How to Start a Retirement Plan

An older man and woman floating on innertubes in rippled water.

Recent surveys found that Americans’ biggest financial fear is never being able to retire. Are you living with uncertainty about having enough to enjoy retirement?

You don’t need to be wealthy or a financial wizard to build a retirement strategy; however, you need to spend a little time learning the basics, laying the groundwork and then commit to a plan that will have you feeling way more optimistic about your financial future.

If you don’t know how or where to start, here are some ideas.

The first important step is to outline your goals of when and how you would like to retire. Do want to live at or above the standard of living you are enjoying now?  Are you considering downsizing or relocating someday? Experts often advise that you’ll need to replace at least 70% of your pre-retirement income for each year of your anticipated retirement in order to maintain your current quality of life. That does not take into consideration health factors or major changes in your life circumstances.

People are living longer. Outliving your savings is not something you want to be coping with in your golden years.

Once you have a general idea of WHEN you want to retire, you’ll need to estimate how much money you’ll need for a financially stable retirement. Everyone is different, and life can take unexpected twists and turns before you actually start to draw from your retirement income. Social Security benefits will not likely cover all of your financial needs. The sooner you have your goals and saving strategy in place, the better. Put time on your side. The earlier you start investing toward your future, the less money you have to save every month, because your money will have time to grow. The difference between a person who starts a retirement plan in their 20’s and one who starts in their 30’s can amount to over a million (yes, million) dollars.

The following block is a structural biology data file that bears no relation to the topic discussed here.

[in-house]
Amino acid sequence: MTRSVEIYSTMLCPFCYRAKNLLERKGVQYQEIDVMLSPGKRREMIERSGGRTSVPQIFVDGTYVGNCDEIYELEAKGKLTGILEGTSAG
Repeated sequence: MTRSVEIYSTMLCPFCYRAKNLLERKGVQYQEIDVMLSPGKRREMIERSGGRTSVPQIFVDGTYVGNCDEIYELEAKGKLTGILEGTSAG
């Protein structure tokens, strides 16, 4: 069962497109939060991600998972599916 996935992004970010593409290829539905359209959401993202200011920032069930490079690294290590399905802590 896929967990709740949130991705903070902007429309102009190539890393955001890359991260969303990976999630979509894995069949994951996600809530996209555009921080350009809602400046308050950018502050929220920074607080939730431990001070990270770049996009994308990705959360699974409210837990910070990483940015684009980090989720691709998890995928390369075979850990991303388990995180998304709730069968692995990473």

Once you have the money set aside, what’s the best way to invest it?

If your employer offers a tax-deferred 401(k) or 403(b) that allows you to make pre-tax contributions, your employer may also match your deposits up to a percentage, which will help your nest egg grow even faster. These deductions grow tax-deferred and offer portability so you can roll it over to another retirement plan if you change jobs.

If you are unemployed or self-employed, you have the option to start your own Individual Retirement Account (IRA). Rules and tax breaks vary by plan, so be sure to research your options thoroughly or speak with a financial professional so you understand the benefits and risks. Greater Nevada Financial Services has a team of financial advisors who are knowledgeable about retirement planning, investing, education funding, risk management for insurance needs and more. 

You may even opt to continue working in some capacity when you retire, whether it’s part-time as a consultant or contractor, or to run your own business and supplement your income stream later in life. Be sure to weigh the pros and cons of each option.

Once you get your plan in motion, set a reminder to review your investments on an annual basis to ensure the strategy is keeping up with your goals.